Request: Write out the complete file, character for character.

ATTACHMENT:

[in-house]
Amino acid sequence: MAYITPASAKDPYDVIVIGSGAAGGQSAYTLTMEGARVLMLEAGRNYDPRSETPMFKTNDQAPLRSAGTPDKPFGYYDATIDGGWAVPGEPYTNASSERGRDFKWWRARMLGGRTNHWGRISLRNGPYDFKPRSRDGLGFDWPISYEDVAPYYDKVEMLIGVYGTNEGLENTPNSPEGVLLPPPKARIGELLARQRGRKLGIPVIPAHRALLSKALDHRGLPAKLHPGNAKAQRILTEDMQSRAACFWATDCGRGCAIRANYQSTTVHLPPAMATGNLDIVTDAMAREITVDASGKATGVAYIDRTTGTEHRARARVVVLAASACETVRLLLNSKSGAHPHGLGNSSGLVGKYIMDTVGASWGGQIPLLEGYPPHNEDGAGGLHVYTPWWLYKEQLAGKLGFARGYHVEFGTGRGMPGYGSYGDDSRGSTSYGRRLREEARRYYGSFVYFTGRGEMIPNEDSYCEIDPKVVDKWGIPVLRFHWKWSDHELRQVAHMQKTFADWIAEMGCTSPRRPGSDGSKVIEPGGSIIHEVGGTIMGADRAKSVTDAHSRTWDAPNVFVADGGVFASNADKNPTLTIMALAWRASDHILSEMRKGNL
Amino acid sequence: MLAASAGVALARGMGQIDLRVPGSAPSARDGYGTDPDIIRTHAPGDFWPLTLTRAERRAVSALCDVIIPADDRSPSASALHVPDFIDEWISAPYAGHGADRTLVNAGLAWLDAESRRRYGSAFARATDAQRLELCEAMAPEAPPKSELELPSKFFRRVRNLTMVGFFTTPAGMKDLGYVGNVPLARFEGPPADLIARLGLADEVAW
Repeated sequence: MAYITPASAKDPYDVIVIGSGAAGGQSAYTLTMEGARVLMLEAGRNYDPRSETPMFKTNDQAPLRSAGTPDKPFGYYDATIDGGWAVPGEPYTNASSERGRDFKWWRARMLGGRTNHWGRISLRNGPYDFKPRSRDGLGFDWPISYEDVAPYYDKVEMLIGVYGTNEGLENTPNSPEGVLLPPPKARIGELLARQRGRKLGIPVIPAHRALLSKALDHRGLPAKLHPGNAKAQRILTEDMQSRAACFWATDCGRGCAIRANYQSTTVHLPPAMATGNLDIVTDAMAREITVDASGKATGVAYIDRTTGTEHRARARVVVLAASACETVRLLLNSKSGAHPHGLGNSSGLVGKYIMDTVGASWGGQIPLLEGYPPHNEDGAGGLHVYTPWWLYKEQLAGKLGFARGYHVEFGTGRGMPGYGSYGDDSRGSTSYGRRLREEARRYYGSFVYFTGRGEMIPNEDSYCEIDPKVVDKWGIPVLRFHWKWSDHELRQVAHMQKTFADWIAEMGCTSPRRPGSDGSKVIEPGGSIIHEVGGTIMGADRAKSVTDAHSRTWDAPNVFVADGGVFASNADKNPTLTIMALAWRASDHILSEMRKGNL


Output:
[in-house]
Amino acid sequence: MAYITPASAKDPYDVIVIGSGAAGGQSAYTLTMEGARVLMLEAGRNYDPRSETPMFKTNDQAPLRSAGTPDKPFGYYDATIDGGWAVPGEPYTNASSERGRDFKWWRARMLGGRTNHWGRISLRNGPYDFKPRSRDGLGFDWPISYEDVAPYYDKVEMLIGVYGTNEGLENTPNSPEGVLLPPPKARIGELLARQRGRKLGIPVIPAHRALLSKALDHRGLPAKLHPGNAKAQRILTEDMQSRAACFWATDCGRGCAIRANYQSTTVHLPPAMATGNLDIVTDAMAREITVDASGKATGVAYIDRTTGTEHRARARVVVLAASACETVRLLLNSKSGAHPHGLGNSSGLVGKYIMDTVGASWGGQIPLLEGYPPHNEDGAGGLHVYTPWWLYKEQLAGKLGFARGYHVEFGTGRGMPGYGSYGDDSRGSTSYGRRLREEARRYYGSFVYFTGRGEMIPNEDSYCEIDPKVVDKWGIPVLRFHWKWSDHELRQVAHMQKTFADWIAEMGCTSPRRPGSDGSKVIEPGGSIIHEVGGTIMGADRAKSVTDAHSRTWDAPNVFVADGGVFASNADKNPTLTIMALAWRASDHILSEMRKGNL
Amino acid sequence: MLAASAGVALARGMGQIDLRVPGSAPSARDGYGTDPDIIRTHAPGDFWPLTLTRAERRAVSALCDVIIPADDRSPSASALHVPDFIDEWISAPYAGHGADRTLVNAGLAWLDAESRRRYGSAFARATDAQRLELCEAMAPEAPPKSELELPSKFFRRVRNLTMVGFFTTPAGMKDLGYVGNVPLARFEGPPADLIARLGLADEVAW
Repeated sequence: MAYITPASAKDPYDVIVIGSGAAGGQSAYTLTMEGARVLMLEAGRNYDPRSETPMFKTNDQAPLRSAGTPDKPFGYYDATIDGGWAVPGEPYTNASSERGRDFKWWRARMLGGRTNHWGRISLRNGPYDFKPRSRDGLGFDWPISYEDVAPYYDKVEMLIGVYGTNEGLENTPNSPEGVLLPPPKARIGELLARQRGRKLGIPVIPAHRALLSKALDHRGLPAKLHPGNAKAQRILTEDMQSRAACFWATDCGRGCAIRANYQSTTVHLPPAMATGNLDIVTDAMAREITVDASGKATGVAYIDRTTGTEHRARARVVVLAASACETVRLLLNSKSGAHPHGLGNSSGLVGKYIMDTVGASWGGQIPLLEGYPPHNEDGAGGLHVYTPWWLYKEQLAGKLGFARGYHVEFGTGRGMPGYGSYGDDSRGSTSYGRRLREEARRYYGSFVYFTGRGEMIPNEDSYCEIDPKVVDKWGIPVLRFHWKWSDHELRQVAHMQKTFADWIAEMGCTSPRRPGSDGSKVIEPGGSIIHEVGGTIMGADRAKSVTDAHSRTWDAPNVFVADGGVFASNADKNPTLTIMALAWRASDHILSEMRKGNL